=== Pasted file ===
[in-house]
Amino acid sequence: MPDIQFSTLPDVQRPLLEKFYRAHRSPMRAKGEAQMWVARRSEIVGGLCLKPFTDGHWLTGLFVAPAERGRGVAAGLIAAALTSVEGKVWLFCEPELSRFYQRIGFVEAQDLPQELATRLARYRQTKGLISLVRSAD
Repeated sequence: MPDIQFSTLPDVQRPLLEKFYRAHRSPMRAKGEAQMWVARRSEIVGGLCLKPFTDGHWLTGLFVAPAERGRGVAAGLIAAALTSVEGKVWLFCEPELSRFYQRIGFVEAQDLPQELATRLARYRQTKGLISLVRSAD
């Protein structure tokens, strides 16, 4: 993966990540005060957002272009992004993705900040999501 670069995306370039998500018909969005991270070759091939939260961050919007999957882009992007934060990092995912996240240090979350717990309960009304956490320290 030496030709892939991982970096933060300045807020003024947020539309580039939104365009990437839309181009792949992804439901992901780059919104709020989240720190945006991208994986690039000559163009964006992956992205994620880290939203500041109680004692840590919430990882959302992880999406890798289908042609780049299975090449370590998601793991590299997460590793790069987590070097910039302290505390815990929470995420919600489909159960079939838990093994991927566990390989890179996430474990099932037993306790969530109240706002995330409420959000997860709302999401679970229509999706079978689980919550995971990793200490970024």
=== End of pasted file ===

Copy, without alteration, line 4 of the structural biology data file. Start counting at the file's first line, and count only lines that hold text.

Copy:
């Protein structure tokens, strides 16, 4: 993966990540005060957002272009992004993705900040999501 670069995306370039998500018909969005991270070759091939939260961050919007999957882009992007934060990092995912996240240090979350717990309960009304956490320290 030496030709892939991982970096933060300045807020003024947020539309580039939104365009990437839309181009792949992804439901992901780059919104709020989240720190945006991208994986690039000559163009964006992956992205994620880290939203500041109680004692840590919430990882959302992880999406890798289908042609780049299975090449370590998601793991590299997460590793790069987590070097910039302290505390815990929470995420919600489909159960079939838990093994991927566990390989890179996430474990099932037993306790969530109240706002995330409420959000997860709302999401679970229509999706079978689980919550995971990793200490970024």